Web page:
The Rab Quantum Top Bag is a 32 °F (0 °C) minimalist top bag weighing only 16.0 ounces (454 g, regular width). Its light weight is the result of a simplistic design: no zippers, draft baffles, hood, or bottom insulation. The Q-Top is a top bag, designed to be used in conjunction with a sleeping pad to provide insulation on the bottom. We found a lot to like about the Rab Quantum Q-Top, but we also found some major design problems that wrecked its ratings.
The Rab Quantum Q-Top is a minimalist top bag with no zipper, draft baffles, or hood. The bag’s outer shell, inner lining, and single layer bottom are Pertex Quantum. Weight of the standard width bag is only 16 ounces.
- Minimalist 32 °F top bag with no zipper, draft baffles, or hood
- Weighs only 16.0 ounces (regular girth bag)
- Pertex Quantum outer shell (with DWR) and inner lining
- Insulated with 200 grams (7 oz) of 850+ goose down using narrow box-wall construction
- Bottom (uninsulated) panel is too wide for standard sleeping pads and doesn’t seal, resulting in serious heat loss
- Regular girth is too tight with pad inside, consider attaching pad to the bottom or getting the extra wide bag
- Long and short sizes are not available
|Rab Carrington Ltd|
|Quantum Top Bag|
Size and Style
|Regular length and girth, regular length/extra wide girth, mummy style, hoodless, zipperless|
Stuff sack Dimensions and Weight
|5 in x 9.5 in (13 x 24 cm), 187 ci (3.1 L)|
|Down, 750+ EU (850+ US)|
|7 oz (200 g)|
|Backpacking Light measured single layer loft 2.5 in (6 cm)|
|32 °F (0 °C)|
|Outer shell is Pertex Quantum with DWR, 0.9 oz/yd2 (30 g/m2); lining is Pertex Quantum, 0.9 oz/yd2 (30 g/m2)|
|Narrow box-wall construction with variable height baffles, elastic drawcord at neck|
|£130 (approximately $250 US) for the regular girth bag; £136.50 (approximately $260 US) for the extra wide bag|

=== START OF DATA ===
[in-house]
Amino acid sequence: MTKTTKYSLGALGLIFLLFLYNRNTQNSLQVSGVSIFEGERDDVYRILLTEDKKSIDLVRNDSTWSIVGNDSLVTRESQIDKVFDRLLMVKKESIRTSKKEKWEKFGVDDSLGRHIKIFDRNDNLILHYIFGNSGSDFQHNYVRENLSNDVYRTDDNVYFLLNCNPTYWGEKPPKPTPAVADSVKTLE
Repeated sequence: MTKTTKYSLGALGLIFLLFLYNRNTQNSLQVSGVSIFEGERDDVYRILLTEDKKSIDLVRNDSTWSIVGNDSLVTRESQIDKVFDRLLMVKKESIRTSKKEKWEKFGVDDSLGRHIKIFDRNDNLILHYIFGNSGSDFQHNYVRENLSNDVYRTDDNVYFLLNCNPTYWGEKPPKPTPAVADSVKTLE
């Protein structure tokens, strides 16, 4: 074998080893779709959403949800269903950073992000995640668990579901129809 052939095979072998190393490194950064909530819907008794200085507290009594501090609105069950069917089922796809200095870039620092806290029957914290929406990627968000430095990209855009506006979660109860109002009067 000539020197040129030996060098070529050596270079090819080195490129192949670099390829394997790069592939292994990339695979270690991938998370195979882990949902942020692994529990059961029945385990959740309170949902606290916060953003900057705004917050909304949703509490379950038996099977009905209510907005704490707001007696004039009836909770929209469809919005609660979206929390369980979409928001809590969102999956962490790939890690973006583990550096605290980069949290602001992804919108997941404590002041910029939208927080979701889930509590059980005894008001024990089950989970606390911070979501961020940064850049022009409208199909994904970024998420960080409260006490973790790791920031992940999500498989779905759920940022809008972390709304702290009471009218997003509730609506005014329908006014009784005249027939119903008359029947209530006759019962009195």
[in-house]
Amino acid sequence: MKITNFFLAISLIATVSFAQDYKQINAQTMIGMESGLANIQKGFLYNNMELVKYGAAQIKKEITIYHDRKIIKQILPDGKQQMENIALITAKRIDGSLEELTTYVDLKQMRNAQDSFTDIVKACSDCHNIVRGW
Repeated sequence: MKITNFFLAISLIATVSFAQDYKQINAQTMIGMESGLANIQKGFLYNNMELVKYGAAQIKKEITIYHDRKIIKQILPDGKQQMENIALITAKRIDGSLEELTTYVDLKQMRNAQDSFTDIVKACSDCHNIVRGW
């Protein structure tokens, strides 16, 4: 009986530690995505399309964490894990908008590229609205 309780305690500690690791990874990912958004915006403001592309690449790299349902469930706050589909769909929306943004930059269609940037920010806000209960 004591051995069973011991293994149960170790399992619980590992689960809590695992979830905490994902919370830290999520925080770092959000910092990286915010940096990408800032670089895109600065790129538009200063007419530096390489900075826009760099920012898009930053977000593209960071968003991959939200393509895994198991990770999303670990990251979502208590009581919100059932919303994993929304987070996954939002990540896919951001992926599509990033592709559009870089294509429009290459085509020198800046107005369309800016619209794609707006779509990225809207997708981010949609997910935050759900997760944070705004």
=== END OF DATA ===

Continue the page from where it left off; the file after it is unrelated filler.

Reviewing the upgraded Rab top bag was a bit nostalgic for the Backpacking Light staff, because our very first review was of the original Rab top bag. At that time the bag had a Pertex Microlight shell (1.3 oz/yd2) and lightweight mesh bottom. Back then it was state-of-the-art and a trend setter. How does the current version of the classic Rab top bag shape up in today’s market? Just a hint – Rab fixed one problem, and we wish they had listened to our other suggestions.
The current Rab Quantum Q-Top is a minimalist top bag in every way. It’s a uniformly tapered mummy-style bag with no zipper, hood, or draft baffles; just an elastic drawcord that snugs the bag around your neck. Insulation covers the top, sides, and underneath the feet. Most of the bag’s bottom is a single layer of fabric, so the bag must be used in conjunction with a sleeping pad to provide insulation on the bottom (more on that issue in the next section).
The bag’s outer shell and lining are Pertex Quantum, which is lightweight, soft, downproof, highly breathable, and durable. It’s the present state-of-the-art for lightweight performance sleeping bags and clothing. The outer shell has a durable water repellent (DWR) treatment to resist wetting from condensation. We found the Quantum fabric slides easily on most tent floors, particularly on silnylon floors.
The insulation is as good as it gets – 750+ EU/850+ US fill power goose down. With narrow box-wall construction and variable height baffles for efficient down distribution, the 200 grams of down in the Q-Top produce 2.5 inches of single-layer measured loft. Other than its superb shell and high lofting down insulation, the Q-Top is notable for its lack of extra features, bringing the weight down to 16.0 ounces (the extra wide version weighs 17.4 ounces) for a 32 °F rated bag.
The Quantum Q-Top is available in regular length/regular width and regular length/extra width only. Other bags in Rab’s Quantum series are available in regular length, extra long, extra short, and extra wide. The Q-Top comes with a water-resistant Pertex Quantum stuff sack that is properly sized for the bag, plus a cotton storage bag.
Rab’s Top Bag Design
If you haven’t used a top bag before, then getting the Rab Quantum Top Bag will cause some major puzzlement. There are no instructions on how to use it – especially whether the sleeping pad goes inside the bag or under it (we clarify all this in our Review Summary). According to Rab’s website, the Q-Top "is designed to be used on adventure races, mountain marathons and minimalist backpacking trips in conjunction with an insulating pad that is best cut to the shape of the bag (or for the hard core use bubble wrap!)". If you interpret Rab’s "instructions" literally, it would mean that you would have to acquire a piece of wide closed-cell foam (not readily available) and cut it so it is a little wider than the bag’s 22-inch wide uninsulated bottom panel, so it makes a good seal on the sides. That’s okay, but nowadays most hikers use a sleeping pad that is a standard 20 inches wide.